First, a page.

Dr Kelso, how does Neanderthal DNA still affect us to this day?

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"When modern humans emigrated from Africa to the rest of the world roughly 100,000 years ago, they encountered Neanderthals in the Middle East who were living in small groups there and in parts of Europe. Modern humans and Neanderthals produced common descendants who then spread throughout Europe and Asia.

New findings in genetic research

This theory has been proven by genetic analyses: a comparison of the genome sequence of a Neanderthal with that of today’s humans outside Africa reveals that the latter carry roughly two percent of Neanderthal DNA in their genomes. This Neanderthal legacy affects for example an individual’s appearance and behaviour. Skin colour, hair colour and sleeping patterns are influenced, for example. This was the finding of our latest study, for which we drew on a British genetic database: besides genetic information, UK Biobank also contains data about the appearance, diseases and dietary habits of more than 100,000 registered men and women.

Why a small piece of Neanderthal lives on in us

Selective advantage could be the reason in some cases why many of us still carry a small proportion of Neanderthal DNA even today. Neanderthals were probably better adapted to the climatic conditions in Europe than modern humans – after all, they had been living there for several thousand years. The intensity of the sun plays a key role: ultraviolet radiation is far lower in Europe than in Africa, so having black skin is more of a hindrance when it comes to the vital production of vitamin D. That said, it is not possible to infer specific skin or hair colour from Neanderthal DNA. There is presumably an interplay of different genes that we are still unable to fully understand. What is more, the research findings do suggest that Neanderthals may also have had different skin and hair colours, though scientists have not discovered any evidence of red hair.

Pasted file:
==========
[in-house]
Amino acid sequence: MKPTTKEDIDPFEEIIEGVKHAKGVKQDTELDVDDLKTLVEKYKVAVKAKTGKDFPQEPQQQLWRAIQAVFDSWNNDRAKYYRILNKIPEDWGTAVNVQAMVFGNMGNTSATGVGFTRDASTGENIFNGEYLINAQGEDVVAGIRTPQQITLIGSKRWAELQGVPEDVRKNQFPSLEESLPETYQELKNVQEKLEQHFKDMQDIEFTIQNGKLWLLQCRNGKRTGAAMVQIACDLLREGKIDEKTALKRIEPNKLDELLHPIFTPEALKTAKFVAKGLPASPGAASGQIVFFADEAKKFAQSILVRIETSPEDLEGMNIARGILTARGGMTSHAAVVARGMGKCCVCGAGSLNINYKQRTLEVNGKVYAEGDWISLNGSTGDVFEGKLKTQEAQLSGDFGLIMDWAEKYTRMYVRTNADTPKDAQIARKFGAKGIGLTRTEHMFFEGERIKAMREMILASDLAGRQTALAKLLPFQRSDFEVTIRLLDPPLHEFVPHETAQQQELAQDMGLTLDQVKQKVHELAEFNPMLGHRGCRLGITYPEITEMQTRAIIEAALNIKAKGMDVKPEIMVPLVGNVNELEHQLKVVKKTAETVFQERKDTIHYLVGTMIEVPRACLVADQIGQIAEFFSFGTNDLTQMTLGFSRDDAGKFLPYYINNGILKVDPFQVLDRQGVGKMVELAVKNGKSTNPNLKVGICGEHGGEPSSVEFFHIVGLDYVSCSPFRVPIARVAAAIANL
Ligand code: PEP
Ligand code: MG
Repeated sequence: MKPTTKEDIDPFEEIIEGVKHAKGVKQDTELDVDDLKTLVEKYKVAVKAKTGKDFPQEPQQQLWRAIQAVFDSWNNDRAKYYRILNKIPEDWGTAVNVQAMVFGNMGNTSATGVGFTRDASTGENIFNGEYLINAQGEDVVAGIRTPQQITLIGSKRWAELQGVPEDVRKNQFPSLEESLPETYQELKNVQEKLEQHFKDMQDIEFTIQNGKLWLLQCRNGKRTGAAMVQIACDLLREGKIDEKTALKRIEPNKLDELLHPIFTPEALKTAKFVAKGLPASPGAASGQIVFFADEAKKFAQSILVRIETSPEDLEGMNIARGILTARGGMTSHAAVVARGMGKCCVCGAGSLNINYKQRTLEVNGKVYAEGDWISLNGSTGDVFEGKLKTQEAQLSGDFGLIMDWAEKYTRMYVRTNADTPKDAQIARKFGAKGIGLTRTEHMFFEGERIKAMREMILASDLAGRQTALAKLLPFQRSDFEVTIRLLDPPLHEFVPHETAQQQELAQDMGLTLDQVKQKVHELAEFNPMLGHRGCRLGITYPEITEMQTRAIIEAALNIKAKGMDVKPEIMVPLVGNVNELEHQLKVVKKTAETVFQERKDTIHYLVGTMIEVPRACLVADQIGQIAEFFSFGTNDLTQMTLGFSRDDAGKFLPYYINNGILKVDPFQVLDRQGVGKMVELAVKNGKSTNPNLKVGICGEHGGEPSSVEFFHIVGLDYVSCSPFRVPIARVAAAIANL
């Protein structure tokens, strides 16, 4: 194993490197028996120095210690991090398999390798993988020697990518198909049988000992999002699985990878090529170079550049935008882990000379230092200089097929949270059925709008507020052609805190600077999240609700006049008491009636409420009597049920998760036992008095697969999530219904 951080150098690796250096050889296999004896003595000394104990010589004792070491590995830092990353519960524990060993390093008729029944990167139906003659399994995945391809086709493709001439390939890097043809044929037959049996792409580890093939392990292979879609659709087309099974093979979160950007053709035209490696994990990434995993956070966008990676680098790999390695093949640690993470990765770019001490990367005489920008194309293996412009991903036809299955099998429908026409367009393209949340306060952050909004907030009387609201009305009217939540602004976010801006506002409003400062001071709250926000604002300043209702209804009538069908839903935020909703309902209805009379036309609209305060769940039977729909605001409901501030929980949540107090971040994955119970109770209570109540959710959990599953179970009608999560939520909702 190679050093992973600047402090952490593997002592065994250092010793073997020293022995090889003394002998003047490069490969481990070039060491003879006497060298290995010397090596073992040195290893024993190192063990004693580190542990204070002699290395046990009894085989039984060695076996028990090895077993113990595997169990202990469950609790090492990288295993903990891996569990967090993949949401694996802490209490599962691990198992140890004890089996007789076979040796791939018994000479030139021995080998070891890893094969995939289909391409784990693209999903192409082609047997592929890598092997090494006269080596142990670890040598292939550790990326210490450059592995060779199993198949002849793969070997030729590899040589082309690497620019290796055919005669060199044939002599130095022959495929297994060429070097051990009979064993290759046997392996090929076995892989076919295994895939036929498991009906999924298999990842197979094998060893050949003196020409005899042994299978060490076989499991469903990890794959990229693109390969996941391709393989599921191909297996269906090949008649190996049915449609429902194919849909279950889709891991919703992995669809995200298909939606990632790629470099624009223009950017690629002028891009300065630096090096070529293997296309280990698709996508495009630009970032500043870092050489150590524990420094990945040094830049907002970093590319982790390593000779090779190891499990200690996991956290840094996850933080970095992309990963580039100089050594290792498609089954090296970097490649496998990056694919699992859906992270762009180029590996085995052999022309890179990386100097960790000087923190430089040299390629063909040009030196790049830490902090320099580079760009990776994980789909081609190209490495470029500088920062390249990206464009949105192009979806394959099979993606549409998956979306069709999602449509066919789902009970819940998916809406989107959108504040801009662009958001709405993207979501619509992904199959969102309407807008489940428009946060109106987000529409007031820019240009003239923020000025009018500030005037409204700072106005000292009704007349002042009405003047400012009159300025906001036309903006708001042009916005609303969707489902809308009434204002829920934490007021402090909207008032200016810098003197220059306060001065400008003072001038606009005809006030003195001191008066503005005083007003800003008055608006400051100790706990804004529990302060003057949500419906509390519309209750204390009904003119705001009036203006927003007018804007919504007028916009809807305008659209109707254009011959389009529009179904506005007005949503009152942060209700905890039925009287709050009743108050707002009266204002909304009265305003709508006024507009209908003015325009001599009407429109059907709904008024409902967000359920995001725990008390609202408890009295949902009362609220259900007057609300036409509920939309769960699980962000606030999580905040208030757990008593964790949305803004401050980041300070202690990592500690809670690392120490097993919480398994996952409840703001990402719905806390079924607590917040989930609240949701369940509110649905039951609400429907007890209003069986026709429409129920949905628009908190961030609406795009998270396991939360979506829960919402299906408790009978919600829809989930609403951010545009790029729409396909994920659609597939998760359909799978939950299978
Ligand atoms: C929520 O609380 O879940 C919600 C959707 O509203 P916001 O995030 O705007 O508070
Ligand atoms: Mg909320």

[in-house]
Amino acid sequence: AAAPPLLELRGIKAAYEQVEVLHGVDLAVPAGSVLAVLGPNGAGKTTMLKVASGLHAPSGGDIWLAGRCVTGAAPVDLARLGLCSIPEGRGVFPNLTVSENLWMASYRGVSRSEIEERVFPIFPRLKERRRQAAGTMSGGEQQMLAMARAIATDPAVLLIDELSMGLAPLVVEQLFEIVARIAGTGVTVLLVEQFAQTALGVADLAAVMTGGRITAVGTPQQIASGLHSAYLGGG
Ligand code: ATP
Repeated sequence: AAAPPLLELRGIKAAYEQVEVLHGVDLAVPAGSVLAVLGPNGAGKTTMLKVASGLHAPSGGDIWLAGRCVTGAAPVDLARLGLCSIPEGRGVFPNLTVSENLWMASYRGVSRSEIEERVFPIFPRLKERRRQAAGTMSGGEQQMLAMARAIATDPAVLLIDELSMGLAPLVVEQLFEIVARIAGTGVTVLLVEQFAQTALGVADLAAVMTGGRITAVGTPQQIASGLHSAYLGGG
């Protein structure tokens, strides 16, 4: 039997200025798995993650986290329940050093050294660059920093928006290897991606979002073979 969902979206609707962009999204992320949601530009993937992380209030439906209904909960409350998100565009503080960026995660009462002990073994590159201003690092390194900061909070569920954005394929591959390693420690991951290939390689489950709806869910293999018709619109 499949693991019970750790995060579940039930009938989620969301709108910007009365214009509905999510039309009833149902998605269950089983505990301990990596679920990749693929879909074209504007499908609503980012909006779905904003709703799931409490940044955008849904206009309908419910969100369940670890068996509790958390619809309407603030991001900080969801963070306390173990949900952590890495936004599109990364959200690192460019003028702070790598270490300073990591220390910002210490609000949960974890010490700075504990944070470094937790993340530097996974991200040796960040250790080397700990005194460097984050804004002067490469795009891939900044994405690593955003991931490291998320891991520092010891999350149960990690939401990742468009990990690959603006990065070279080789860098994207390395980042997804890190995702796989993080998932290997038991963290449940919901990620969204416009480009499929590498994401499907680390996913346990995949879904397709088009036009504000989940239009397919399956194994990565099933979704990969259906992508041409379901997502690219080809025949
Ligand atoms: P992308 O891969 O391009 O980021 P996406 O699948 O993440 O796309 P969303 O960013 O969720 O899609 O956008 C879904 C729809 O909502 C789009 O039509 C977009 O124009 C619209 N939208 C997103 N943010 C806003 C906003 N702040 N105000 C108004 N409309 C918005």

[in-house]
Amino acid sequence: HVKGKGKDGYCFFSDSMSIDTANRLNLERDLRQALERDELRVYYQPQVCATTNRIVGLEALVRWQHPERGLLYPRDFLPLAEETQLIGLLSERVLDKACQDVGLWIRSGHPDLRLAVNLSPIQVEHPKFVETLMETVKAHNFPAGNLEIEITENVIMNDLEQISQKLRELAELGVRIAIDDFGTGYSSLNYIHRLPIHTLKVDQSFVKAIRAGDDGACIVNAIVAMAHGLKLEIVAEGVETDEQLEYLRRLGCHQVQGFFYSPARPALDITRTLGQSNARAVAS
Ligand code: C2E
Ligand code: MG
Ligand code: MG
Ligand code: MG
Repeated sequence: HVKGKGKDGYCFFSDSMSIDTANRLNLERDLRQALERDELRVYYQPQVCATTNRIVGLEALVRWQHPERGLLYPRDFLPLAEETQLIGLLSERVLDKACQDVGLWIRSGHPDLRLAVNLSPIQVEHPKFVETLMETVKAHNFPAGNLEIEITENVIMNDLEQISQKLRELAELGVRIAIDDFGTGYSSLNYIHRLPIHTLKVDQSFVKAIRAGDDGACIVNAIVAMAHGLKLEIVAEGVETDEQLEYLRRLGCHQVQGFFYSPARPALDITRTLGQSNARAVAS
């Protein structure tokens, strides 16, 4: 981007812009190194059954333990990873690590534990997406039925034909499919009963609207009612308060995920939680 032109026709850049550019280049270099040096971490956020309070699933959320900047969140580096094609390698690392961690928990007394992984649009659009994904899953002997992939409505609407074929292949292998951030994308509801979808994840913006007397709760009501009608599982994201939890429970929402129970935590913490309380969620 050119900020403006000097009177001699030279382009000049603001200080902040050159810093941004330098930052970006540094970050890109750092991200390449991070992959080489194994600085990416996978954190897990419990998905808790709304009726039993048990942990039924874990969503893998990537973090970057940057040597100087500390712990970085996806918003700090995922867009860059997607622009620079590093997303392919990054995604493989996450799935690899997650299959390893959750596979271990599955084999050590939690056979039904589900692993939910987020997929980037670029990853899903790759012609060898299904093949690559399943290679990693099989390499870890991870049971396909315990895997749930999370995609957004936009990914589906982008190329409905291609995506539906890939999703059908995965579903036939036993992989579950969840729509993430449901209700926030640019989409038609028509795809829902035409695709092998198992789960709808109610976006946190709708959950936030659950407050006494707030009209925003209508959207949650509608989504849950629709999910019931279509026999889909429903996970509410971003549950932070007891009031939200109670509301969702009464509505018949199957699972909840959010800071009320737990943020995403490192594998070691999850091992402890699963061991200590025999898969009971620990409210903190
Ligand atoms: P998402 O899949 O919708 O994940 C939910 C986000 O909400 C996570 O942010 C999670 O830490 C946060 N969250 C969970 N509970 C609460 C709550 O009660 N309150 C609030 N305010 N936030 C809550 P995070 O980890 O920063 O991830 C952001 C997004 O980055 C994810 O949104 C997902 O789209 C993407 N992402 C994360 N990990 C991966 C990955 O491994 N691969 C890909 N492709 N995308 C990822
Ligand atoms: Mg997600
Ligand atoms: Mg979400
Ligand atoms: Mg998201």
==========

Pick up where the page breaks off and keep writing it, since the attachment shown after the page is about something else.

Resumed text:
Genes influence our enjoyment of cigarettes

Our biorhythms and psychological characteristics, such as our predisposition to depression and lethargy, are likewise dependent on the sun’s radiation – and are influenced by Neanderthal DNA. Neanderthal variants are more commonly found in “night people”. Furthermore, this archaic genetic legacy increases our enjoyment of cigarettes. This is due to biochemical processes in the brain that are affected by the genes.

Better equipped to fight disease

Neanderthals may also have been more familiar with bacteria, viruses, parasites and nutritional resources, which is why certain Neanderthal variants were successfully passed on to our hereditary immune system. 40 to 50 percent of all humans living in Europe and Asia today still show Neanderthal sequences in those parts of their genetic make-up that are responsible for the immune system. This indicates that Neanderthal DNA continues to play a positive role in terms of defending us against infection.

Will Neanderthal DNA one day vanish entirely during the course of our future evolution? I do not believe so. Many of the different variants help us adapt better to our environment, making them extremely beneficial for modern humans."

Dr Janet Kelso

The five specialist departments of the Max Planck Institute of Evolutionary Anthropology bring together scientists from various fields who explore the history of humankind from different perspectives. Within the Department of Evolutionary Genetics, Janet Kelso runs the "Minerva Research Group for Bioinformatics". Together with her team, the bioinformatics expert unravels the DNA of Neanderthals and other extinct species of humans, and explores how modern humans continue to be influenced by this DNA.